May 24, 2018
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LePage’s ‘open for business zones’ bill rejected in Senate behind arguments that it’s too generous

By Christopher Cousins, BDN Staff

AUGUSTA, Maine — Senate Democrats led a charge against a proposal by Gov. Paul LePage to give large corporations major incentives to bring jobs to two former military bases in Maine, including a “right to work” prohibition on forcing workers to pay union dues.

LePage reacted to the vote by blaming Democrats for their “job-killing agenda.”

The Senate voted 22-13 to reject LD 1835 early Friday afternoon. Joining Democrats against the bill were Sen. Patrick Flood, R-Winthrop and Sen. Tom Saviello, R-Wilton.

The bill, unveiled by LePage during his State of the State address in February, is aimed at companies that would invest at least $50 million and create 1,500 jobs at either the former Brunswick Naval Air Station or the former Loring Air Force Base in Limestone. According to recent data from the Maine Department of Labor, there are only 13 businesses in Maine that meet or exceed those thresholds and all of them have been in Maine for decades.

The bill would give those businesses 20-year breaks on corporate income taxes, 20-year exemptions from the sales tax, five years of lower electricity rates, a tax increment financing deal for individual income taxes during which the companies could use the money for investing in their own operations, access to a $500 million pool of bond funding, training and recruitment help from the Department of Economic and Community Development, and access to the Competitive Skills Scholarship Program.

Though the right to work provision, which is seen by some as a labor union-busting measure, has been at the center of opponents’ arguments since the day LePage announced the initiative. However, Democrats voiced several other reasons for their opposition, including that the bill would give too many incentives to large corporations — effectively nullifying some of the reasons to pursue economic development in the first place — when there are small businesses across Maine that could benefit from the same incentives.

LePage said in a written statement late Friday afternoon that defeat of the bill along, with three others, have thwarted his efforts to create jobs. The bills cited by LePage include two of his own initiatives, a proposal to ask Mainers in a statewide referendum whether they want to cut $100 million a year in state spending and an effort to allow teenagers to work at movie theaters and bowling alleys. The governor also bemoaned a Democratic-sponsored bill that he said would penalize call centers, but which supporters said was designed to keep call centers from enjoying state benefits and then moving workers overseas. That bill has received unanimous support in the Legislature but has yet to go to LePage for consideration.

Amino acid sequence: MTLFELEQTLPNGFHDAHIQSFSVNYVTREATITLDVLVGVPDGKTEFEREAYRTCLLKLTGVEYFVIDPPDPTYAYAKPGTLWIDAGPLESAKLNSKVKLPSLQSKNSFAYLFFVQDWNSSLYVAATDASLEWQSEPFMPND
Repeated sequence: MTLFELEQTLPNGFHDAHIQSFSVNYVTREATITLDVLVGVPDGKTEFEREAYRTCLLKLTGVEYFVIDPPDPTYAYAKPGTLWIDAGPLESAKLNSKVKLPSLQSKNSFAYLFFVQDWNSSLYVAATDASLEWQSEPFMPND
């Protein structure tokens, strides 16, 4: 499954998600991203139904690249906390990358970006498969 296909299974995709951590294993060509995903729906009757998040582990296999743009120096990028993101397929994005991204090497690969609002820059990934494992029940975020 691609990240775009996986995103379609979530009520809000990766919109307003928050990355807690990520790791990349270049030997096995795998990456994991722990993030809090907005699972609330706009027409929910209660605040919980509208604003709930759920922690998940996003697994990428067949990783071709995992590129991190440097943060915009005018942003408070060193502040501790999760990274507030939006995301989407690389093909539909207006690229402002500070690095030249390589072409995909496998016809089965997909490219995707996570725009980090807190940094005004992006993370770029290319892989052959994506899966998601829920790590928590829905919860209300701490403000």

“Now they are chasing away major employers who would create high-paying jobs and long-term careers that would provide economic opportunities for Maine families,” wrote LePage. “This vote sends a very clear message: liberals would rather try to score political points than create jobs for Mainers.”

Sen. Andre Cushing, R-Winterport, who sponsored the bill on LePage’s behalf, said it would give Maine a better position in the worldwide competition for jobs. However, Democrats said Maine shouldn’t forego the benefits that come along with economic development, namely revenues for state and local governments.

Sen. Stan Gerzofsky, D-Brunswick, said the closed Navy base in his hometown, which is now known as Brunswick Landing, has attracted 50 new companies since the Navy left and without any state subsidies other than the state’s Pine Tree Development Zones program.

“We didn’t ask for anything about getting rid of our unions or getting rid of right to work for less,” said Gerzofsky. “We asked for tools, but we never asked for a handout. We never asked to subsidize any of these companies. … Jobs in Maine are always going to develop on her citizens and their can-do attitude, not this kind of legislation where we’re begging people to come here and we’ll give them anything to do it.”

Sen. John Cleveland, D-Auburn, said he doesn’t believe that all workers should be in unions, but that they should have freedom to choose.

“I think people have a right not to organize and most employees don’t,” he said. “I very much support the right that people that feel like they need to protect themselves, that they should be able to take a vote and decide.”

He also said luring businesses with generous subsidies amounts to “corporate welfare.”

“In today’s world, it’s all about what do I get, how much money can I make, and I’m not worried if that small business down the road goes out of business and the schools don’t have enough money to educate kids,” said Cleveland.

Republican Sen. Ronald Collins, R-Wells, said that if Maine doesn’t start doing more to attract businesses, the businesses will simply choose other states. He said he sees the effects of that just miles south of his home, across the New Hampshire border.

“They’ll pay for it. If they want the new industries and high-tech industries in their states, they’ll give tax breaks and the incentives,” said Collins. “Maine has a lot to offer but we’d better wake up and face the facts. There’s a very competitive arena out there.”

The bill faces further votes in the House and Senate.


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